Jan
22
2013

How Our Hemlines Define Us

From Matron to Whore In A Few Short Inches

How Our Hemlines Define Us

The clothes may not make the man, but they certainly define the woman. At least they do according Rosea Lake, a first-year student at Capilano University in Vancouver, B.C. A photo posted by Lake of the back of a model's leg prompted a lot of discussion on how women are judged by the length of their skirts.

According to an article in the Star, the photo was taken by Lake as part of a high school art project last year. From “matronly” to “whore” scrawled in marker up a woman's bare leg, the provocative shot garnered more than 280,000 'likes' and shares on Tumblr. 

“If you see a girl wearing something you see as distasteful, then you automatically discount them as a person and you don’t give them the opportunity to really be somebody in your eyes,” said 18-year-old Lake. “And that’s really shameful.”

In addition to “slut” and “whore,” the words “asking for it” were also included on model Ali Mackenzie’s leg—a social commentary on rape culture, one which plagues Lake, who wonders whether walking around her "rough neighbourhood” in a particular outfit will incite sexually or verbal harassment.

“These are the things I think about, and I don’t think women in particular should have to worry about am I going to be raped because of what I am wearing today?”

Pretty potent stuff from a high school student. Fortunately the medium is the message, and it's spreading... Emails of support have come from locations as far flung as Turkey and Bosnia; professors have asked for permission to use the image in their lectures. 

“I’m just happy that it has sparked so much dialogue and conversation," said Lake. "The message is much more important than I am, so I want people to use it.”

We're happy, too. Keep the discussion going, girl!

Jan
21
2013

RECALL: Carry Handles on Bugaboo Cameleon and Bugaboo Donke

Possible Fall/Choking Hazard

RECALL: Carry Handles on Bugaboo Cameleon and Bugaboo Donke

Health Canada has recalled carry handles for Bugaboo Cameleon strollers and Bugaboo Donkey strollers with the following serial numbers:

Bugaboo Cameleon

  • S/N 04011090900001 to S/N 04031101009999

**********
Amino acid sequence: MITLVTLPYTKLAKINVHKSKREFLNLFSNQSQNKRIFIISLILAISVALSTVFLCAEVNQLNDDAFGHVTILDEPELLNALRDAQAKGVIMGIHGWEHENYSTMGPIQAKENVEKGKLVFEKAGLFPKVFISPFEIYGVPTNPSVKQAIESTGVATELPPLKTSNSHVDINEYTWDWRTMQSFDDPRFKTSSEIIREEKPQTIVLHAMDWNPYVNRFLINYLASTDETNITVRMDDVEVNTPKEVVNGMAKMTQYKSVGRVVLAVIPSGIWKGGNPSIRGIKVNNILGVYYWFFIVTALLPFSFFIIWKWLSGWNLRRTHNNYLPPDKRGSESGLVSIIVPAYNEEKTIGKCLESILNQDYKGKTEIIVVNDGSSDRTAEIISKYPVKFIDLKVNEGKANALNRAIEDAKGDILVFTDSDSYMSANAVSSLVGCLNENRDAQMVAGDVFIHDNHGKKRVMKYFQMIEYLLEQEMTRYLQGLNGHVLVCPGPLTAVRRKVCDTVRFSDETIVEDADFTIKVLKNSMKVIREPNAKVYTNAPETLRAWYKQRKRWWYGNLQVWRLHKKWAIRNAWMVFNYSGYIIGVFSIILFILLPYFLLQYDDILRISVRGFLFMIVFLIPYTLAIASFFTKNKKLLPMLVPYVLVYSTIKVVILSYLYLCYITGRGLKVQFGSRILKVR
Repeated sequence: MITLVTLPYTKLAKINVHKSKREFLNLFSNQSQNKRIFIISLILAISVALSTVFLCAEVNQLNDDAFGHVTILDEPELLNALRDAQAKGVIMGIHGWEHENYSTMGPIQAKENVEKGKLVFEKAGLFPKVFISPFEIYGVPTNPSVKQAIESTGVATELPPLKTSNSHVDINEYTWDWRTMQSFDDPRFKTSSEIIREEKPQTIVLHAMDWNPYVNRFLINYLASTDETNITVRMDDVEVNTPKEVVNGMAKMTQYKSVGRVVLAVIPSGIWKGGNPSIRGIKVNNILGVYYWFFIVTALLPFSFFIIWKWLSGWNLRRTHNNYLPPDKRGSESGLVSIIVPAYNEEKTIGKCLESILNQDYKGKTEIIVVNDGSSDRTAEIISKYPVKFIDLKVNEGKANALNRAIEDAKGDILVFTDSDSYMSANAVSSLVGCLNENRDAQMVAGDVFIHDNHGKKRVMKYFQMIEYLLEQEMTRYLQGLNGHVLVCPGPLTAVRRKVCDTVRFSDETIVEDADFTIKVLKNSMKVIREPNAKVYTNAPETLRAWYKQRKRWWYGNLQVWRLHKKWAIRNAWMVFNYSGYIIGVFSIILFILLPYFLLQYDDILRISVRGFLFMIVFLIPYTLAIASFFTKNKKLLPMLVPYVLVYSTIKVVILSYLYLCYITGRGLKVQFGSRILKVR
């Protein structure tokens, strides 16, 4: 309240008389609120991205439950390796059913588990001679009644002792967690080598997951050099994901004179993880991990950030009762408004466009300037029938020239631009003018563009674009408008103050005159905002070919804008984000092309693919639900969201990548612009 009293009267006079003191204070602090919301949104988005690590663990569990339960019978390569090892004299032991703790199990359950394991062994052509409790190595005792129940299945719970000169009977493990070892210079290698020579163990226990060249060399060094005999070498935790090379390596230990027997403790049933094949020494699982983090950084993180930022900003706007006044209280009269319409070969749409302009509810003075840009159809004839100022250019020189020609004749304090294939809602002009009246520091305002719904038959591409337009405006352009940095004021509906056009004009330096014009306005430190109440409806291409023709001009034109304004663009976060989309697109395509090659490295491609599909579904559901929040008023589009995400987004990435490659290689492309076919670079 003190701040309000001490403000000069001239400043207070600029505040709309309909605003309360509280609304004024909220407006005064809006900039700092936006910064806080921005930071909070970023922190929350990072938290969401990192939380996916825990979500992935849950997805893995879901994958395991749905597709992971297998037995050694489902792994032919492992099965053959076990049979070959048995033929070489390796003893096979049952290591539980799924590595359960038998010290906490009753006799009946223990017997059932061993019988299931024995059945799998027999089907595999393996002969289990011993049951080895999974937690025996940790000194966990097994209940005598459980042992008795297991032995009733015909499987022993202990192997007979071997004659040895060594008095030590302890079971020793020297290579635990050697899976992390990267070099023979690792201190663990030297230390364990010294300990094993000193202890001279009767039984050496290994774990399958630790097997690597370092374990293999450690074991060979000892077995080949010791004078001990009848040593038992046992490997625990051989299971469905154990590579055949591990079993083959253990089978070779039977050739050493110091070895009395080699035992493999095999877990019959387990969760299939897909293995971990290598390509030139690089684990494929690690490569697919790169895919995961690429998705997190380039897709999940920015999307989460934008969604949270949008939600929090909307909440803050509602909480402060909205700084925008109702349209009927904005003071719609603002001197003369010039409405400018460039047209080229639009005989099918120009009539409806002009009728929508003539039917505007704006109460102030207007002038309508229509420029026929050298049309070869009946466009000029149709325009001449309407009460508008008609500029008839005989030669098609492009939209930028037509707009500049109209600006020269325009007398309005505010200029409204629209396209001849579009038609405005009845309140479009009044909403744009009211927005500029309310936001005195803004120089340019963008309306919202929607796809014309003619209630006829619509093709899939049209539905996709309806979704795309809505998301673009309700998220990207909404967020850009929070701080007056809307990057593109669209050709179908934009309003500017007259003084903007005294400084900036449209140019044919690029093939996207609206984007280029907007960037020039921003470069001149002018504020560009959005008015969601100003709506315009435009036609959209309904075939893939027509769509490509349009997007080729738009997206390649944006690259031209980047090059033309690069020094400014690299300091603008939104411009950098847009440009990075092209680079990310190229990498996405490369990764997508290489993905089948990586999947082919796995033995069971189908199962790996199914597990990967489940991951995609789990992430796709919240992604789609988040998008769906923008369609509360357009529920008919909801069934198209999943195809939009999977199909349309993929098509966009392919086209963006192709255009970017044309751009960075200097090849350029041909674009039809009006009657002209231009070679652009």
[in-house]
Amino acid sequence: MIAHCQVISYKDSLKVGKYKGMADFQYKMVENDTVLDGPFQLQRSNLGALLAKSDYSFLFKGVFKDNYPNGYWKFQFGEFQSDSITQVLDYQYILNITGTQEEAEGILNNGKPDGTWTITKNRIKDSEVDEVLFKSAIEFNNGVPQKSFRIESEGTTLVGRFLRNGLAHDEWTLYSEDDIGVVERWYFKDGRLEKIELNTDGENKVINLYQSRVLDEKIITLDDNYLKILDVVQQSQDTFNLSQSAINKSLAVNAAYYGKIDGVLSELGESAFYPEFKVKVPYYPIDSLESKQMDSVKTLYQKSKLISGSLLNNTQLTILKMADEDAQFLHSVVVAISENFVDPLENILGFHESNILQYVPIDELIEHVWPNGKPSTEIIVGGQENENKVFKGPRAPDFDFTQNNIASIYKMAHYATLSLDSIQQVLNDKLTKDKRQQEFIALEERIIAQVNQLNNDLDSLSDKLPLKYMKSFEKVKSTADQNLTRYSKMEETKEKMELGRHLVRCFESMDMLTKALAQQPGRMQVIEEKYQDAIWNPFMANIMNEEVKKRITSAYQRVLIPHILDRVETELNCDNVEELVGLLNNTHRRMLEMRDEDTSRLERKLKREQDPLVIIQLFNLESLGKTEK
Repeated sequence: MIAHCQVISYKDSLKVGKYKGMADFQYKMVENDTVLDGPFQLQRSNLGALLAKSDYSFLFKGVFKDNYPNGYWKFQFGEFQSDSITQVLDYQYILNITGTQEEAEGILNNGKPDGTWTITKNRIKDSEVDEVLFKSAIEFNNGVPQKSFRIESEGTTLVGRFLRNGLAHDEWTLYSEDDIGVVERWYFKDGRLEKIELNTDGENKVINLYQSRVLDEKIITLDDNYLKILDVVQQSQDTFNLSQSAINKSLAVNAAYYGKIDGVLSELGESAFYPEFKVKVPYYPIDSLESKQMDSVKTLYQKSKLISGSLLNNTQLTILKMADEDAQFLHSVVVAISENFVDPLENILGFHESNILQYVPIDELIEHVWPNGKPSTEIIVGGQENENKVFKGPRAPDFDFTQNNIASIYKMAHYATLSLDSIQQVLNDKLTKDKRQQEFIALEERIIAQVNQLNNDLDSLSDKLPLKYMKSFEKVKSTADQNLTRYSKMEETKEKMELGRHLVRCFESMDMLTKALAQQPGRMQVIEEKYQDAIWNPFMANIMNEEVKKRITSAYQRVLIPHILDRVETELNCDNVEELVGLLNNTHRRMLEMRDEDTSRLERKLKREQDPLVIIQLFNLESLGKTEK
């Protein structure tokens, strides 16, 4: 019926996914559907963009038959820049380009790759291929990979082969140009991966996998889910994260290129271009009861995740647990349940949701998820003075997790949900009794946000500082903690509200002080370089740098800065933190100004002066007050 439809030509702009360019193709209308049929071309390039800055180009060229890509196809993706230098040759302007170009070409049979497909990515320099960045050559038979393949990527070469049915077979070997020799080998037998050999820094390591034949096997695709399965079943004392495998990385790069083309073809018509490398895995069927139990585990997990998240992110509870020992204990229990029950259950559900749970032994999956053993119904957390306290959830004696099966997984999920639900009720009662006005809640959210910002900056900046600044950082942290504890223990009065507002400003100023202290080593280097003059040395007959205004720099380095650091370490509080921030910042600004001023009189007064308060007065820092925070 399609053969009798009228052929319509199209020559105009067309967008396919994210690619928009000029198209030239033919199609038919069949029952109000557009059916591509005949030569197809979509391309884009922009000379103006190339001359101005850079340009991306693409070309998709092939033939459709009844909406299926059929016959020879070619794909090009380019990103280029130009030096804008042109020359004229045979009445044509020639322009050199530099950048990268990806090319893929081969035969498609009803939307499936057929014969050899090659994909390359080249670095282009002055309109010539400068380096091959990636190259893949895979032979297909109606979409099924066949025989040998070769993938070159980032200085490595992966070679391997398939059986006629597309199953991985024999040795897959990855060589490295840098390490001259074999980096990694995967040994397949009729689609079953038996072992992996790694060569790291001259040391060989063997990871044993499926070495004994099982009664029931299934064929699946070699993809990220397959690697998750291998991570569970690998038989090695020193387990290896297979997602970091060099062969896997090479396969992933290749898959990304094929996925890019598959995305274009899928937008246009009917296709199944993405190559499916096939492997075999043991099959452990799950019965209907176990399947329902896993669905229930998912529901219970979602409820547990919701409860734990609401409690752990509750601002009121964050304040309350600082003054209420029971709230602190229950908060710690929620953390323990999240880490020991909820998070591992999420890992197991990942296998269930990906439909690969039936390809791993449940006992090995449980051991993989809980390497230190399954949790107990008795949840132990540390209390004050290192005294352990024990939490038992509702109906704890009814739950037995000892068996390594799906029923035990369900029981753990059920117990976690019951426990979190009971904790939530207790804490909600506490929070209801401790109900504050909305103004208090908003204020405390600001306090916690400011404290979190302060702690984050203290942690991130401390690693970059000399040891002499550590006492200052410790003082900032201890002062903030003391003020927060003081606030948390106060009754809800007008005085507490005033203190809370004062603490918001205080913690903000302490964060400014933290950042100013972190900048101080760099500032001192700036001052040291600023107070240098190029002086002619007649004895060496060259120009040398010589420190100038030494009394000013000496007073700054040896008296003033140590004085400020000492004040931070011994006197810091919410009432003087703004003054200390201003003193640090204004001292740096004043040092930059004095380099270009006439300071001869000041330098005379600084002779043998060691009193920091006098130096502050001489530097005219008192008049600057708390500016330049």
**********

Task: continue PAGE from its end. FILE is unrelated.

• S/N 08011090900001 to S/N 08021100800386
  • S/N 140100093600531 to S/N 140103123350418

Bugaboo Donkey

  • S/N 170101105300001 to S/N 170104130900500

When placed on on the ground or an unstable surface, the carry handle's white button may pop out causing the handle to detach, resulting in a potential fall or choking hazard.

While no injuries occurred, a total of 58 incidents in North America were reported to Bugaboo International BV.

Customers are advised to remove the handle immediately and contact Bugaboo for a free replacement carry handle.

For further information, customers can visit Bugaboo's website or via serviceus@bugaboo.com or at 1-800-460-2922 between 7 a.m. and 4 p.m. PST Monday through Friday.

From September 2009 to June 2012, approximately 3,869 Cameleon strollers were sold in Canada, and 38,653 in the United States.

From January 2011 to December 2012, approximately 576 Donkey strollers were sold in Canada, and 7,703 in the United States.

Jan
21
2013

Putting an End to Casual Homophobia

A Homophobe And You Don't Know It

Putting an End to Casual Homophobia

"That is SO gay!" Ever slipped such a phrase unthinkingly? A site called NoHomophobes.com is campaigning to end what it dubs the "prevalence of casual homophobia in our society." Words stick, and you'd be surprised at just how often we use terms like “faggot,” “dyke,” “homo,” and “so gay” in throwaway speech. 

Don't believe me? Just check out NoHomophobes to see how prolific and thoughtlessly these terms are thrown around on social media sites every single day. 

There are certain words that horrify us, words that most of us recognize are inherently bigoted. (I can think of one beginning with an 'n' and another beginning with an 'r'...) But homophobic and transphobic language is rampant, and we need to put an end to it if we are to stop needless bullying and suicides within the LGBTQ community.

Call people out when you hear homophobic or transphobic language anywhere in your community—be in online or in person. By all means, check out the site for ways to get involved and tweet out the #NoHomophobes tag to show that words matter and names truly do hurt.